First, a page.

Ascending to the throne in 1603, Sultan Ahmed I did not kill his brothers, including Shahzade Mustafa – an indication of his tolerant character. Ahmed I was also a dervish and did not have a child when he became sultan. His behaviour might be related to the public indignation that emerged after his father, Sultan Mehmed III, executed his 19 brothers following his accession to the throne. When Ahmed I died in 1617, his brother ascended the throne even though he had sons. It was the first time that a sultan's brother became emperor after the sultan's death. Until that time, the sultan was invariably followed by his son. After this, princes were not sent to sanjaks as governors, but rather waited their turn to become sultan at the palace. The execution of princes was also abolished. French writer Alphonse de Lamartine once said: "After Sultan Ahmed I, a brother's succession to the throne showed that the Genghis Khan laws, which say political sovereignty jointly belongs to the dynasty, were still alive in the Ottoman Empire." This practice increased the credit of Sultan Ahmed I and successive sultans yet brought the empire to grief. Although seniority succession to the throne avoided fratricide to a certain extent, it had different handicaps:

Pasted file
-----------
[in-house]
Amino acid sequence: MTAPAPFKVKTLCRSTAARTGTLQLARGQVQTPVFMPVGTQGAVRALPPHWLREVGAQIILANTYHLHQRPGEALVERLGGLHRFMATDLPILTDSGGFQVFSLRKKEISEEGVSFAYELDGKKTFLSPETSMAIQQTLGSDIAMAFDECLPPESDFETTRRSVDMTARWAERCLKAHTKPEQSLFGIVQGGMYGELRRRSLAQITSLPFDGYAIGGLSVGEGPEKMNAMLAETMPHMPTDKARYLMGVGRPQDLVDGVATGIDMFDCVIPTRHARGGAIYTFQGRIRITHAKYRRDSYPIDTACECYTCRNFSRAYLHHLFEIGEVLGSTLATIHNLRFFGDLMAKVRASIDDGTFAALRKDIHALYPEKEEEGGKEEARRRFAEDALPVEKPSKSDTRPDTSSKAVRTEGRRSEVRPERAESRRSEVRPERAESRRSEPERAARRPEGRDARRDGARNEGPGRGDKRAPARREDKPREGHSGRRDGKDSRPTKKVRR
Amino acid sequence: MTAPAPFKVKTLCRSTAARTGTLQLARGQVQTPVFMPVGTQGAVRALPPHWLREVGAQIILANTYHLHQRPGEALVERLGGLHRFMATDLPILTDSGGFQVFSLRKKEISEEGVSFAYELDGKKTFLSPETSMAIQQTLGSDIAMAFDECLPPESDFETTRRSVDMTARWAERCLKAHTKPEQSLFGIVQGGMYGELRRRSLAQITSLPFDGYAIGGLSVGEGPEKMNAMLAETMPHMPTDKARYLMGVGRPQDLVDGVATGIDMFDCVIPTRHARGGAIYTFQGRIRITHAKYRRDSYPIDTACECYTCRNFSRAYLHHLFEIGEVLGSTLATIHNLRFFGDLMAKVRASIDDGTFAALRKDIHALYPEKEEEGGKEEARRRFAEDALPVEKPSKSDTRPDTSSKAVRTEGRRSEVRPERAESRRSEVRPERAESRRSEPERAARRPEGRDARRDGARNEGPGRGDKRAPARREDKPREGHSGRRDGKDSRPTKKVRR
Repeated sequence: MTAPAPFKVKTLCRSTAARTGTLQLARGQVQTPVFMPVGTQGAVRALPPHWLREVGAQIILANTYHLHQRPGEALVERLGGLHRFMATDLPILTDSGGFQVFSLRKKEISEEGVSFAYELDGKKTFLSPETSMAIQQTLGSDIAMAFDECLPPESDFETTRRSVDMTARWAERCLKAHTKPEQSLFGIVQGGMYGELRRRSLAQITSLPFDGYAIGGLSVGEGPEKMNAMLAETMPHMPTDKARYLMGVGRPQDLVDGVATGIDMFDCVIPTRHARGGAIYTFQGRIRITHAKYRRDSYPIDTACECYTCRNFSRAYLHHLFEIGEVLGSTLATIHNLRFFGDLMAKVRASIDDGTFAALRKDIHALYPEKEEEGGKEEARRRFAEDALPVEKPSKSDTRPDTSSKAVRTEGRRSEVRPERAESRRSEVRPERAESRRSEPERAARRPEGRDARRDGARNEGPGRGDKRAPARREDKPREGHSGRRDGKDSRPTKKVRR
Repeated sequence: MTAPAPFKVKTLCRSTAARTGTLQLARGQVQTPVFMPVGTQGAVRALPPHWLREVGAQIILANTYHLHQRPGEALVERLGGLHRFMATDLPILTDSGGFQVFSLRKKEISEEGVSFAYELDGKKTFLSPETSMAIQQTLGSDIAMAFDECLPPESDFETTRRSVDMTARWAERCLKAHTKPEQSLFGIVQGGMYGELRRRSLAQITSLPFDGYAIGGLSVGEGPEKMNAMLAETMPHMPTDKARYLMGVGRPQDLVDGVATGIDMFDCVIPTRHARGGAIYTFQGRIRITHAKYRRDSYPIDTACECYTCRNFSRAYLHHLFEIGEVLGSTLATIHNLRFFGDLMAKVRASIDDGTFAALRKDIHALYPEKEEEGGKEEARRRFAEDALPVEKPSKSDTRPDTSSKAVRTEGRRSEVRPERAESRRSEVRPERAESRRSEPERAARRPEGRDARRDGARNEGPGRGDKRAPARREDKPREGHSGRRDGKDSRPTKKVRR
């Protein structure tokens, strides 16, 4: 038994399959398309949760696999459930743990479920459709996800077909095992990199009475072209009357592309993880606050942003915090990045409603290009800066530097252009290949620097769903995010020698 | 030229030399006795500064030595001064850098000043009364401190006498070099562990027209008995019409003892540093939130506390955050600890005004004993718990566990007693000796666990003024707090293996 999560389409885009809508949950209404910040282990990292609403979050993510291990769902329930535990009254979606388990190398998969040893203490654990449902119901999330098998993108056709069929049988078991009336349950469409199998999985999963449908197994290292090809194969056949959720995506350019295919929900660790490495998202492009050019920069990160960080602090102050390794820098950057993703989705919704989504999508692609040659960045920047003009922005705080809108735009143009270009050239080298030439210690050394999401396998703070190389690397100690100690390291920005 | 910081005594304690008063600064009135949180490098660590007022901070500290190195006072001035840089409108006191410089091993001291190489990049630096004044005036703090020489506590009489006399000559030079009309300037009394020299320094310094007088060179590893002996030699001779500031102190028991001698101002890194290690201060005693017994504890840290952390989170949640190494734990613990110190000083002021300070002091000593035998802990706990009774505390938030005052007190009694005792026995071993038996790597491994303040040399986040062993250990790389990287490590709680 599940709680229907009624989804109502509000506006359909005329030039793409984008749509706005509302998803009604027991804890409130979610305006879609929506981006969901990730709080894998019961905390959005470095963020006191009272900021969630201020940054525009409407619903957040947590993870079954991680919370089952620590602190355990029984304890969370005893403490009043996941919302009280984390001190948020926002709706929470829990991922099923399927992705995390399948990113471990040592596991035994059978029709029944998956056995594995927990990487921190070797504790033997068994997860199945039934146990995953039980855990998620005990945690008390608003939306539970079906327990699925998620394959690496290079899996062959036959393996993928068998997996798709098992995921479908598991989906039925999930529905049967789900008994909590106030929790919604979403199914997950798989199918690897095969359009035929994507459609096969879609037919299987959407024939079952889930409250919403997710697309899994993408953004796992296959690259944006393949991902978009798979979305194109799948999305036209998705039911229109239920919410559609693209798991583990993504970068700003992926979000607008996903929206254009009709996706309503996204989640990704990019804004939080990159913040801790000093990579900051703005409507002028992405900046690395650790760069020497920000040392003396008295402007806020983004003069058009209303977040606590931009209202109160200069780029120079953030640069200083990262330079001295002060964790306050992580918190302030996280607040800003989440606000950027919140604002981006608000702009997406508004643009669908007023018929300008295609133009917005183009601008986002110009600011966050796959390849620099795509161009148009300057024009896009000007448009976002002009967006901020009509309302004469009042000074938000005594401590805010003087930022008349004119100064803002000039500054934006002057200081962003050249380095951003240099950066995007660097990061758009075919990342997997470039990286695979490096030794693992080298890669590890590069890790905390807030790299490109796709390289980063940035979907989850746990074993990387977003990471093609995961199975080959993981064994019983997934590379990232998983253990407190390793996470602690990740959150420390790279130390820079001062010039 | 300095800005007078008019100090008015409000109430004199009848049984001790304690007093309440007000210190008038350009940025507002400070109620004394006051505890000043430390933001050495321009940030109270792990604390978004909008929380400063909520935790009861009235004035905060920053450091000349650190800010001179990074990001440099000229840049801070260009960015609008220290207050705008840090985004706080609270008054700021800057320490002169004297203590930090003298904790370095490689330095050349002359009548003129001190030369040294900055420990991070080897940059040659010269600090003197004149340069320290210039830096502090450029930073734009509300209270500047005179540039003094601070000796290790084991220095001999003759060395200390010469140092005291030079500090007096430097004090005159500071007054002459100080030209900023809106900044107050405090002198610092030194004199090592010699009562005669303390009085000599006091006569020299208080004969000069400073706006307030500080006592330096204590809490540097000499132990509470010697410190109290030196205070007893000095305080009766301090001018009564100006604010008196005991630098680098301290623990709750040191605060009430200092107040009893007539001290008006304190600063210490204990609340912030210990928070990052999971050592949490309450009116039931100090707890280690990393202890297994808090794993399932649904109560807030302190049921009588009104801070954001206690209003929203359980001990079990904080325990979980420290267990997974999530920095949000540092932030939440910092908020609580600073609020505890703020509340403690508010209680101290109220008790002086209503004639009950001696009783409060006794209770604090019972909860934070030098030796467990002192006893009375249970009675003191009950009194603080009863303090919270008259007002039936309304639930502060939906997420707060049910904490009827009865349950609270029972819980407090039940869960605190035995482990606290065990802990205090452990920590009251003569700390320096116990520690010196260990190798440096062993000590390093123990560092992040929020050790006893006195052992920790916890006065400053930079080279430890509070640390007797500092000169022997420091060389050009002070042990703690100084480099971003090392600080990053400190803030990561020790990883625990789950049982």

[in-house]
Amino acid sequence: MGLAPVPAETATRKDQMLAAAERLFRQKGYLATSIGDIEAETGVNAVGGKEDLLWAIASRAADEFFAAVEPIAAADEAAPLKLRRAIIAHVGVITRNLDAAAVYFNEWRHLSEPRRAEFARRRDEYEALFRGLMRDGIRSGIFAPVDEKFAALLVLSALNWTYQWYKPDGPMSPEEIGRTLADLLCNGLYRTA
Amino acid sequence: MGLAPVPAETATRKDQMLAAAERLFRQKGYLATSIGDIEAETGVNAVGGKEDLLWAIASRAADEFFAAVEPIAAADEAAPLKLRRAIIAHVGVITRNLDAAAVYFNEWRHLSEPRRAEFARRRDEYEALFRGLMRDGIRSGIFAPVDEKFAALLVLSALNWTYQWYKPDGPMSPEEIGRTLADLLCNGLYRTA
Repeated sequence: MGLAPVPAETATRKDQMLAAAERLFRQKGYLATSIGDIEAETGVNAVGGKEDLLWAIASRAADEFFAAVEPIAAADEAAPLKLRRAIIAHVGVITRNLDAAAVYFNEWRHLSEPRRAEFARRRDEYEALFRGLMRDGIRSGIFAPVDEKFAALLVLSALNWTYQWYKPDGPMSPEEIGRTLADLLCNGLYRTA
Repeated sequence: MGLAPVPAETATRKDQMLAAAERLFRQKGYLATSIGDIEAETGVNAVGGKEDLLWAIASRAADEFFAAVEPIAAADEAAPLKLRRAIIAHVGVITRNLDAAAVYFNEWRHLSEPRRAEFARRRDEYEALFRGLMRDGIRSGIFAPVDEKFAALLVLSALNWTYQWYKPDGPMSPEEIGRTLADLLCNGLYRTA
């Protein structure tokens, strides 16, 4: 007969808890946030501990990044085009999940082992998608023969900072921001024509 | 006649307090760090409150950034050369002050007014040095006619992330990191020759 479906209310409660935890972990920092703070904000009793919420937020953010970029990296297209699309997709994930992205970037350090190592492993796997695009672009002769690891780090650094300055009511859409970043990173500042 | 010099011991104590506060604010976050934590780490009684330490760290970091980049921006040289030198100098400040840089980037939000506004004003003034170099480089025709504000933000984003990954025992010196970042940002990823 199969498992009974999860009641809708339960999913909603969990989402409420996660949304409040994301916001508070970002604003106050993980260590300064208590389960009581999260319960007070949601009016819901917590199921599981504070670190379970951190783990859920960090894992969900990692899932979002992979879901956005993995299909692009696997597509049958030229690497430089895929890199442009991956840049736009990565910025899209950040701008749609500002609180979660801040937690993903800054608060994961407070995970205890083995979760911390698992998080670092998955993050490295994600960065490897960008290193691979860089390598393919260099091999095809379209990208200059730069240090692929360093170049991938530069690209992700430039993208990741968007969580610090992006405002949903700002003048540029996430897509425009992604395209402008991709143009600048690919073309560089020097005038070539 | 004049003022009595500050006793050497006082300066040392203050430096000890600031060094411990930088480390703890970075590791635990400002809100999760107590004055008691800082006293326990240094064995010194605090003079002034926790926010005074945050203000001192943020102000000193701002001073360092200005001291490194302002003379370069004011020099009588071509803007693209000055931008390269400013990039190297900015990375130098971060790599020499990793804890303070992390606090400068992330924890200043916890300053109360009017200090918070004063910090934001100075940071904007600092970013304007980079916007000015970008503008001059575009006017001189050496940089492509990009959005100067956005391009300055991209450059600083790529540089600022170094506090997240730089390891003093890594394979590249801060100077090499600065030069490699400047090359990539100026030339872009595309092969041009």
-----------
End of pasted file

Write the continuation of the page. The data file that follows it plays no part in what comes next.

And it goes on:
1. As the throne was handed down from father to son in the first stage, the average duration of a sultan's rule was longer and political sustainability was much stronger. Because the oldest dynasty members ascended the throne in later periods, reigns were shorter and the sultans were unable to show the required dynamism as emperor.
2. Previously, princes were assigned as sanjak governors to better train for political and administrative skills. When this practice was discontinued they had less chance to gain experience at the imperial palace.
3. At first, sanjak governor princes were the only alternative authority after the imperial palace. When they began to stay in the palace, other authorities outside the dynasty, including viziers, the ulema, soldiers and even public figures, gained more power. Having lived in the Ottoman Empire from 1634 to 1636, English lawyer and traveler Sir Henry Blount said the following after janissaries created trouble for the sultan: "The reason for this is Sultan Ahmed I, who spared the life of his brother after his enthronement and allowed him to claim a right to the throne. This practice gave impertinent soldiers the chance to taste the Bloud Royall that can never regain its lost dignity.

The Ottoman constitution of 1876 recognized the succession of the oldest dynasty member to the throne. Although Ottoman sultans in the last century of the empire attempted to institute the old inheritance system to enthrone young and dynamic princes as seen in European dynasties, they failed. It is wrong to evaluate incidents without considering their place and actors without the specific conditions of the period. Therefore, it is a simple issue to describe fratricide in Ottoman ideology as an atrocity, or brutality or egoism at the least. Fratricide is incomprehensible both emotionally and conscientiously, but was one of the elements that kept the Ottoman Empire alive for centuries.